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Title: COPPER CABLE RECYCLING TECHNOLOGY

Abstract

The United States Department of Energy (DOE) continually seeks safer and more cost-effective technologies for use in deactivation and decommissioning (D&D) of nuclear facilities. The Deactivation and Decommissioning Focus Area (DDFA) of the DOE's Office of Science and Technology (OST) sponsors large-scale demonstration and deployment projects (LSDDPs). At these LSDDPs, developers and vendors of improved or innovative technologies showcase products that are potentially beneficial to the DOE's projects and to others in the D&D community. Benefits sought include decreased health and safety risks to personnel and the environment, increased productivity, and decreased costs of operation. The Idaho National Engineering and Environmental Laboratory (INEEL) generated a list of statements defining specific needs and problems where improved technology could be incorporated into ongoing D&D tasks. One such need is to reduce the volume of waste copper wire and cable generated by D&D. Deactivation and decommissioning activities of nuclear facilities generates hundreds of tons of contaminated copper cable, which are sent to radioactive waste disposal sites. The Copper Cable Recycling Technology separates the clean copper from contaminated insulation and dust materials in these cables. The recovered copper can then be reclaimed and, more importantly, landfill disposal volumes can be reduced. The existing baselinemore » technology for disposing radioactively contaminated cables is to package the cables in wooden storage boxes and dispose of the cables in radioactive waste disposal sites. The Copper Cable Recycling Technology is applicable to facility decommissioning projects at many Department of Energy (DOE) nuclear facilities and commercial nuclear power plants undergoing decommissioning activities. The INEEL Copper Cable Recycling Technology Demonstration investigated the effectiveness and efficiency to recycle 13.5 tons of copper cable. To determine the effectiveness of separating out radioactive contamination, the copper cable was coated with a surrogate contaminant. The demonstration took place at the Bonneville County Technology Center in Idaho Falls, Idaho.« less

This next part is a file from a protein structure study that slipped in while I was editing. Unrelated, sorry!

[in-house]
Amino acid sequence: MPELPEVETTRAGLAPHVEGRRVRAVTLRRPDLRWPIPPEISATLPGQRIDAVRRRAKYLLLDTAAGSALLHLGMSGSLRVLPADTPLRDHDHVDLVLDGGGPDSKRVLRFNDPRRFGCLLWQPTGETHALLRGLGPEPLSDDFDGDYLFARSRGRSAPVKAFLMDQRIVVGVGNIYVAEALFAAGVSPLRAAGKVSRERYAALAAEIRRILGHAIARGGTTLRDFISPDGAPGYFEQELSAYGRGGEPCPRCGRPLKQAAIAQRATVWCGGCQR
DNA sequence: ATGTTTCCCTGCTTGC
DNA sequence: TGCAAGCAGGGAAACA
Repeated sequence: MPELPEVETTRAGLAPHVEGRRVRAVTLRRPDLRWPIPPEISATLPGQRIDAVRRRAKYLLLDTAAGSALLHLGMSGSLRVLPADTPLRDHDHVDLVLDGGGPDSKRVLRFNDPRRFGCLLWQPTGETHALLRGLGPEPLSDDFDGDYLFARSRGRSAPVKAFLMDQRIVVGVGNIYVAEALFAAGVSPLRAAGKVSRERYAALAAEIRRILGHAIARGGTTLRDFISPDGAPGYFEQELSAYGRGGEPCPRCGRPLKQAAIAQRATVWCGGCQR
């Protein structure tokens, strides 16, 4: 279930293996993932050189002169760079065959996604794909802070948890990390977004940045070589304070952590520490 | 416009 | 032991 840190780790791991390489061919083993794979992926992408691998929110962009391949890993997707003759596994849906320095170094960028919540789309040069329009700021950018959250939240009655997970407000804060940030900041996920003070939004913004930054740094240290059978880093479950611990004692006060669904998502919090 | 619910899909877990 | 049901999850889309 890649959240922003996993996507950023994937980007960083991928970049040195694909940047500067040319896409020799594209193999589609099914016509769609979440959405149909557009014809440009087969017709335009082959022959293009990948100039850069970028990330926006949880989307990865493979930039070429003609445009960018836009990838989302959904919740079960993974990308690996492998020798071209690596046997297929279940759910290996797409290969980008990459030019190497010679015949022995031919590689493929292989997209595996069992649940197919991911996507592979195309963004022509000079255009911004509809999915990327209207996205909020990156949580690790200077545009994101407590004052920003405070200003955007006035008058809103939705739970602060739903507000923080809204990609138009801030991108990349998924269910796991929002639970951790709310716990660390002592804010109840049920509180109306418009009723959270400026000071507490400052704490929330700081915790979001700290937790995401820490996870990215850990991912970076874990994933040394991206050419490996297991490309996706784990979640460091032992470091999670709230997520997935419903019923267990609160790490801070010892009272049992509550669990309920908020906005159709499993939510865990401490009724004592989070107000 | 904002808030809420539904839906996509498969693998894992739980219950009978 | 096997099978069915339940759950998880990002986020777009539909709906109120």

Authors:
Publication Date:
Research Org.:
Nukem Nuclear Technologies (US)
Sponsoring Org.:
(US)
OSTI Identifier:
834504
DOE Contract Number:  
AC26-99FT40558
Resource Type:
Technical Report
Resource Relation:
Other Information: PBD: 1 May 2001
Country of Publication:
United States
Language:
English
Subject:
11 NUCLEAR FUEL CYCLE AND FUEL MATERIALS; 12 MANAGEMENT OF RADIOACTIVE WASTES, AND NON-RADIOACTIVE WASTES FROM NUCLEAR FACILITIES; 21 SPECIFIC NUCLEAR REACTORS AND ASSOCIATED PLANTS; CABLES; CONTAMINATION; COPPER; DEACTIVATION; DECOMMISSIONING; DUSTS; EFFICIENCY; NUCLEAR FACILITIES; NUCLEAR POWER PLANTS; PRODUCTIVITY; RADIOACTIVE WASTE DISPOSAL; RECYCLING; SAFETY; SANITARY LANDFILLS; STORAGE; WASTES

Citation Formats

Chelsea Hubbard. COPPER CABLE RECYCLING TECHNOLOGY. United States: N. p., 2001. Web. doi:10.2172/834504.
Chelsea Hubbard. COPPER CABLE RECYCLING TECHNOLOGY. United States. doi:10.2172/834504.
Chelsea Hubbard. Tue . "COPPER CABLE RECYCLING TECHNOLOGY". United States. doi:10.2172/834504. https://www.osti.gov/servlets/purl/834504.
@article{osti_834504,
title = {COPPER CABLE RECYCLING TECHNOLOGY},
author = {Chelsea Hubbard},
abstractNote = {The United States Department of Energy (DOE) continually seeks safer and more cost-effective technologies for use in deactivation and decommissioning (D&D) of nuclear facilities. The Deactivation and Decommissioning Focus Area (DDFA) of the DOE's Office of Science and Technology (OST) sponsors large-scale demonstration and deployment projects (LSDDPs). At these LSDDPs, developers and vendors of improved or innovative technologies showcase products that are potentially beneficial to the DOE's projects and to others in the D&D community. Benefits sought include decreased health and safety risks to personnel and the environment, increased productivity, and decreased costs of operation. The Idaho National Engineering and Environmental Laboratory (INEEL) generated a list of statements defining specific needs and problems where improved technology could be incorporated into ongoing D&D tasks. One such need is to reduce the volume of waste copper wire and cable generated by D&D. Deactivation and decommissioning activities of nuclear facilities generates hundreds of tons of contaminated copper cable, which are sent to radioactive waste disposal sites. The Copper Cable Recycling Technology separates the clean copper from contaminated insulation and dust materials in these cables. The recovered copper can then be reclaimed and, more importantly, landfill disposal volumes can be reduced. The existing baseline technology for disposing radioactively contaminated cables is to package the cables in wooden storage boxes and dispose of the cables in radioactive waste disposal sites. The Copper Cable Recycling Technology is applicable to facility decommissioning projects at many Department of Energy (DOE) nuclear facilities and commercial nuclear power plants undergoing decommissioning activities. The INEEL Copper Cable Recycling Technology Demonstration investigated the effectiveness and efficiency to recycle 13.5 tons of copper cable. To determine the effectiveness of separating out radioactive contamination, the copper cable was coated with a surrogate contaminant. The demonstration took place at the Bonneville County Technology Center in Idaho Falls, Idaho.},
doi = {10.2172/834504},
journal = {},
number = ,
volume = ,
place = {United States},
year = {Tue May 01 00:00:00 EDT 2001},
month = {Tue May 01 00:00:00 EDT 2001}
}

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